Patrick sez, "Sci Fi writer Ken MacLeod discusses the possibility of gaining a sense of global purpose through technology, framing it against the last attempt to create a unifying ideology, Communism.
ALong the way he takes in the Singularity ('the Rapture of the Nerds'), Humanity 2.0 and discovers that like Nietzsche's death of God, the death of Communism has unexpected effects, namely the death of all hoped of global togetherness.
Has technology come to save us?"
Shortly after the terrorist attacks of September 11, 2001, a friend forwarded me a post from an obscure email list. The writer had calculated that the continued existence of Afghanistan would delay the Rapture by six months. Millions around the world who would have had a chance of eternal bliss would be irretrievably lost to natural deaths in the interim. According to strict utilitarian reckoning, exterminating the Afghans via a nuclear carpet-bombing campaign would be the kinder course.
This heinous calculus didn’t come from the email list of some apocalyptic cult but from the ‘extropians’, advocates of a massive technological upgrade in the human condition. The event in question wasn’t in fact the Rapture but the Singularity: a predicted moment when the speed of technological advance would go off the scale and, in passing, let us abolish ageing, disease, poverty, and death. For extropians and other adherents to the doctrines of transhumanism, the human condition has been, in principle, a solved problem since 1953, when Watson and Crick published the structure of DNA. The rest is engineering.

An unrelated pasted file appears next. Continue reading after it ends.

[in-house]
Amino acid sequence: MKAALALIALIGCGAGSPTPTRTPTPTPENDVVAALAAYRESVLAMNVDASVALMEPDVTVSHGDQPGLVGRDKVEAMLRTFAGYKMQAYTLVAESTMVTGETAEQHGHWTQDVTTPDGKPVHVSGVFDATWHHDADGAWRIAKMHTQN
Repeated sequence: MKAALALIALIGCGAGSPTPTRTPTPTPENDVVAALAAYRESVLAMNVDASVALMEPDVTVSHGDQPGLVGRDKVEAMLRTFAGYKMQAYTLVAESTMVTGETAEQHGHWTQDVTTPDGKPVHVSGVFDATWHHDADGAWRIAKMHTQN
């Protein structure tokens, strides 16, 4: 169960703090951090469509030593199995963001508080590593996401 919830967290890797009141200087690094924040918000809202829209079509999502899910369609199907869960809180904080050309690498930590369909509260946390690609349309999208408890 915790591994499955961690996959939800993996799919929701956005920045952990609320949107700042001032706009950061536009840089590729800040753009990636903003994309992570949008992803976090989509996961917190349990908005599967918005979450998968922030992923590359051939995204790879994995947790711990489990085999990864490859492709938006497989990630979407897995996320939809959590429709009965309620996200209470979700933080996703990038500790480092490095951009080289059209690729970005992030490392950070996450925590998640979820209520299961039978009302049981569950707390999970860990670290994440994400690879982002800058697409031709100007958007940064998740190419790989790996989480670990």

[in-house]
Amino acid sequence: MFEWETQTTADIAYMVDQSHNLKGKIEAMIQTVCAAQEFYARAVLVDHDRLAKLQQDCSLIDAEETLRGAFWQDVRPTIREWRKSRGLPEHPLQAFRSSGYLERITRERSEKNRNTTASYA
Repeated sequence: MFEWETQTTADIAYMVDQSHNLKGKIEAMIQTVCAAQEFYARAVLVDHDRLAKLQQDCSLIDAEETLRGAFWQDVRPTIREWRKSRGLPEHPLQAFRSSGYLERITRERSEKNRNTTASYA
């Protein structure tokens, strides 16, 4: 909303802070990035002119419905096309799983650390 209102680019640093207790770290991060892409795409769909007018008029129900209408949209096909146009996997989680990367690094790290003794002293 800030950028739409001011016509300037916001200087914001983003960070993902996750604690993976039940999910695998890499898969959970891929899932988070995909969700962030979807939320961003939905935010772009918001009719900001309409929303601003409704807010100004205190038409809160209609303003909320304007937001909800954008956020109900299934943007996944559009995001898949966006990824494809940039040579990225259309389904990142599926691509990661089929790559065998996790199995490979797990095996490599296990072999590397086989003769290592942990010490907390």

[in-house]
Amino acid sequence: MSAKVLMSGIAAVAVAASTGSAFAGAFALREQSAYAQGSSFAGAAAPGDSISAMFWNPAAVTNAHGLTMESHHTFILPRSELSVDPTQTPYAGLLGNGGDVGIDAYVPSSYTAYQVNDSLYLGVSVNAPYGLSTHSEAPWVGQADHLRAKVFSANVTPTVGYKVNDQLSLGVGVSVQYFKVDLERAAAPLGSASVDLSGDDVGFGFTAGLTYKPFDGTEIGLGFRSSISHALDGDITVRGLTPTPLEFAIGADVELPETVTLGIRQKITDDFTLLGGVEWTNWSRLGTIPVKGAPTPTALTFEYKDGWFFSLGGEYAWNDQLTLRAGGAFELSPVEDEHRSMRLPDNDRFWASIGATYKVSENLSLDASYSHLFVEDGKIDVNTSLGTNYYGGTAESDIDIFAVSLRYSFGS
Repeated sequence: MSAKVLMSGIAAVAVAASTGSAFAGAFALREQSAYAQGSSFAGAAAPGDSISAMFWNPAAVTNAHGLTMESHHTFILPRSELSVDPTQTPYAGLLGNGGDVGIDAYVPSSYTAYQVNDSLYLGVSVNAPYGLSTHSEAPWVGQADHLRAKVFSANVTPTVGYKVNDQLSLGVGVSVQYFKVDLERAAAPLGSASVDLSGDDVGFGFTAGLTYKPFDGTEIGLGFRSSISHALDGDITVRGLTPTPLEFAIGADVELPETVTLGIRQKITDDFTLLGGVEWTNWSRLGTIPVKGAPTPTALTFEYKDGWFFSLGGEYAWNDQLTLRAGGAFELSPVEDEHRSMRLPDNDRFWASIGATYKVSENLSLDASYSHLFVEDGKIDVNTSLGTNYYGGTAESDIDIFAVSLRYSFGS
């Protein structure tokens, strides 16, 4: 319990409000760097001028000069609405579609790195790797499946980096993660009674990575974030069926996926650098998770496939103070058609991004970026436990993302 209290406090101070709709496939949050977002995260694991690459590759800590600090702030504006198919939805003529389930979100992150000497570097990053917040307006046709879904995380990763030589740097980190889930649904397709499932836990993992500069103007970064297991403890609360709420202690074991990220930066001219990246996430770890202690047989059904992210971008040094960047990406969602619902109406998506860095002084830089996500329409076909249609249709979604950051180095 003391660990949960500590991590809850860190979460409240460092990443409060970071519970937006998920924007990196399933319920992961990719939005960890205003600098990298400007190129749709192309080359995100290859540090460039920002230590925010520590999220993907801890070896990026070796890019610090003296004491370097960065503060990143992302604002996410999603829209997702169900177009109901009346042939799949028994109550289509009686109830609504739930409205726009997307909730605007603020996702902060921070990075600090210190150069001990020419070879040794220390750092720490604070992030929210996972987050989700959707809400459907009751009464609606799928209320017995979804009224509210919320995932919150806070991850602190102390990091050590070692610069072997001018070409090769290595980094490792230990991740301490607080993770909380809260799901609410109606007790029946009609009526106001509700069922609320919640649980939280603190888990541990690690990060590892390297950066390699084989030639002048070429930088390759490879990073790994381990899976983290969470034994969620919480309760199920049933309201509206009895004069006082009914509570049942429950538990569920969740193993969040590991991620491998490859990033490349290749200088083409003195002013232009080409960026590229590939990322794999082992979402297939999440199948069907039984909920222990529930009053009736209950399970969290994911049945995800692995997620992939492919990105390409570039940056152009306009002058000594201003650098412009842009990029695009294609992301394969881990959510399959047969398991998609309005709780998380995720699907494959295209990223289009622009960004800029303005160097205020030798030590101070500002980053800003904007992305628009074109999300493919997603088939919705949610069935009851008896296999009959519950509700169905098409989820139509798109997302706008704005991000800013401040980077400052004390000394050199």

The ends of humanity
In November, Bruce Sterling published “Pirate Utopia,” a dieselpunk novella set in the real, historical, bizarre moment in which the city of Fiume became an autonomous region run by artists and revolutionaries, whose philosophies ran the gamut from fascism to anarcho-syndicalism to socialism.
Randal Munroe nails it again in an XKCD installment that expresses the likelihood that your houseguests will be able to connect to your wifi (I confess to having been the “firmware” guide — but also, having been reminded to do something about my own firmware when other difficult houseguests came to stay).
Rainey from EFF writes, “EFF just launched a new video about its efforts to encrypt the web. It features bestselling author Baratunde Thurston explaining why encryption matters and two simple ways to ensure the web we love is encrypted.”
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